A little over one year ago, terms like ‘social distancing,’ ‘lockdown’ and ‘self-isolation’ were alien concepts. Today, they form part of the ‘new normal’ and many industries, including construction, are trying to accommodate in their day-to-day operations.

The impact of the Covid-19 pandemic has been felt acutely in all corners of the business world, and while the construction industry was allowed to carry on as an ‘essential service’ in large parts of the world the impact on supply chains, cash flow and workforces has been far-reaching.

According to Shachar Harari, head of Cardo Crew, construction sites are no stranger to personal protective equipment (PPE), but equipment such as helmets and headsets can now be outfitted with built-in hands-free mesh communication technology. Mesh communication networks are self-sufficient and said to be more dependable than existing solutions, such as Bluetooth. That means the ability to communicate travels with the construction team, wherever they go, instead of being anchored to a base-station or fixed-line network.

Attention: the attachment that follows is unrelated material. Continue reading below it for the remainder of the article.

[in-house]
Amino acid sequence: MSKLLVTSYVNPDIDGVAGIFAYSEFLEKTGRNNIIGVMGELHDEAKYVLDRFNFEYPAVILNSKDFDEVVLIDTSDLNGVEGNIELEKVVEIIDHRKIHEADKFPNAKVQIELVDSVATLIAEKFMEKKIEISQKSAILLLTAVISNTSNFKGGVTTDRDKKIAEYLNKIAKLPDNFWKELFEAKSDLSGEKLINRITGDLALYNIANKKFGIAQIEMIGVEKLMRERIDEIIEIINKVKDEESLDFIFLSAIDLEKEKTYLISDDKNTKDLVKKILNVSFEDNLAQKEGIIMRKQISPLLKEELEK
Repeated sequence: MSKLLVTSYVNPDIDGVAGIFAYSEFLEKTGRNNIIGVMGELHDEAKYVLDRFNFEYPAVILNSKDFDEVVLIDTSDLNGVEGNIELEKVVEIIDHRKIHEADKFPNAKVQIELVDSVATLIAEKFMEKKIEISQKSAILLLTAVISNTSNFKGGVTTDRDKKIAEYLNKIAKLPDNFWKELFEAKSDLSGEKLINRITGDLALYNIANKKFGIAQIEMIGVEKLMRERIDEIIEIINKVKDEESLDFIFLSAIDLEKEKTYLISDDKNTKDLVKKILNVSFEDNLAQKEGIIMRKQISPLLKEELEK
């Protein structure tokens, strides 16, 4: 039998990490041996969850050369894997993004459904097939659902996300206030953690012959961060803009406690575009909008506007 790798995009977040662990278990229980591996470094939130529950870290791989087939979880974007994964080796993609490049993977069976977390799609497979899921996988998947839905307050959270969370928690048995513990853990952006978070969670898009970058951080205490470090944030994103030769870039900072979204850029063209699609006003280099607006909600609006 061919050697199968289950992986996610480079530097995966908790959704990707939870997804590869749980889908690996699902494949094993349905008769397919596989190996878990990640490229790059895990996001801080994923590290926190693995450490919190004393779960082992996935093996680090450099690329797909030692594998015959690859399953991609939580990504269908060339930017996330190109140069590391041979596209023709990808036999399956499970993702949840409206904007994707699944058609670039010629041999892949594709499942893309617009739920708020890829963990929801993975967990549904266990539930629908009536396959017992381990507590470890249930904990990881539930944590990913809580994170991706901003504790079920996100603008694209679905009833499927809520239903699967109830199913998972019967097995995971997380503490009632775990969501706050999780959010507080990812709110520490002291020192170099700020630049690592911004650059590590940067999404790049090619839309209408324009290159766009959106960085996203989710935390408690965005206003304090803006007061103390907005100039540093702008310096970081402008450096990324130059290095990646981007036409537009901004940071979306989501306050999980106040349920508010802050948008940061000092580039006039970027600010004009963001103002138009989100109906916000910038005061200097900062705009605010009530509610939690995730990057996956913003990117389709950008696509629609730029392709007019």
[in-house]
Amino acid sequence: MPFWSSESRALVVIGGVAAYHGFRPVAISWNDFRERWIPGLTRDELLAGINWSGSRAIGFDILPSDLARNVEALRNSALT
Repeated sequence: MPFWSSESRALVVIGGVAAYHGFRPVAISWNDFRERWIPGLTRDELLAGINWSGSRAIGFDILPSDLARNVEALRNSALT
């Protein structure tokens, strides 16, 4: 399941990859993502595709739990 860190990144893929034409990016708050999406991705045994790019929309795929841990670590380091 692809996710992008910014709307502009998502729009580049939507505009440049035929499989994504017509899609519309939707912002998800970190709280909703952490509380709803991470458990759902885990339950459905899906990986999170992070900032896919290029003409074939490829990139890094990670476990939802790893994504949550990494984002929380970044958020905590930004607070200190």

The PRO-1 from Cardo Crew is a compact, lightweight mesh communication module that can integrate with existing PPE such as helmets, visors and ear guards, turning basic PPE into smart communication devices that can keep entire teams connected without the need for any physical interfacing. It could be that so-called ‘Smart PPE’ eventually becomes as common as hard hats and non-slip surfaces on construction sites.